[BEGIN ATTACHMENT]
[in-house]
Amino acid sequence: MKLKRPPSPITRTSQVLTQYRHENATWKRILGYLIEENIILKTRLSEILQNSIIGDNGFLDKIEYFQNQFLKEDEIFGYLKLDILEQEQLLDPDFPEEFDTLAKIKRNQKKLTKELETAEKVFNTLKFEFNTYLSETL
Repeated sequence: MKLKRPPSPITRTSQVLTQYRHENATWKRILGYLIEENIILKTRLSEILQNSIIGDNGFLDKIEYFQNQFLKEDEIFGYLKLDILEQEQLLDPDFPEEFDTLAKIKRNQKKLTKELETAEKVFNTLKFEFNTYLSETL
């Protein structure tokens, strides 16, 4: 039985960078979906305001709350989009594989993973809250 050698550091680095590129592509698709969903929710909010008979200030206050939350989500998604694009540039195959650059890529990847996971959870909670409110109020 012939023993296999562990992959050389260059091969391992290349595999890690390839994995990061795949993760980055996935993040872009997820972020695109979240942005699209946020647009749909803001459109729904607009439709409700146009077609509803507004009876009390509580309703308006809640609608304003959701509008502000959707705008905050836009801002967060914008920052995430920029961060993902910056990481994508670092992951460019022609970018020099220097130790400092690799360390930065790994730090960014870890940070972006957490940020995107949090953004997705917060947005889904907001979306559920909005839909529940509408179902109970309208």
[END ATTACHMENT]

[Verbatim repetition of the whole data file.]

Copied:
[in-house]
Amino acid sequence: MKLKRPPSPITRTSQVLTQYRHENATWKRILGYLIEENIILKTRLSEILQNSIIGDNGFLDKIEYFQNQFLKEDEIFGYLKLDILEQEQLLDPDFPEEFDTLAKIKRNQKKLTKELETAEKVFNTLKFEFNTYLSETL
Repeated sequence: MKLKRPPSPITRTSQVLTQYRHENATWKRILGYLIEENIILKTRLSEILQNSIIGDNGFLDKIEYFQNQFLKEDEIFGYLKLDILEQEQLLDPDFPEEFDTLAKIKRNQKKLTKELETAEKVFNTLKFEFNTYLSETL
């Protein structure tokens, strides 16, 4: 039985960078979906305001709350989009594989993973809250 050698550091680095590129592509698709969903929710909010008979200030206050939350989500998604694009540039195959650059890529990847996971959870909670409110109020 012939023993296999562990992959050389260059091969391992290349595999890690390839994995990061795949993760980055996935993040872009997820972020695109979240942005699209946020647009749909803001459109729904607009439709409700146009077609509803507004009876009390509580309703308006809640609608304003959701509008502000959707705008905050836009801002967060914008920052995430920029961060993902910056990481994508670092992951460019022609970018020099220097130790400092690799360390930065790994730090960014870890940070972006957490940020995107949090953004997705917060947005889904907001979306559920909005839909529940509408179902109970309208």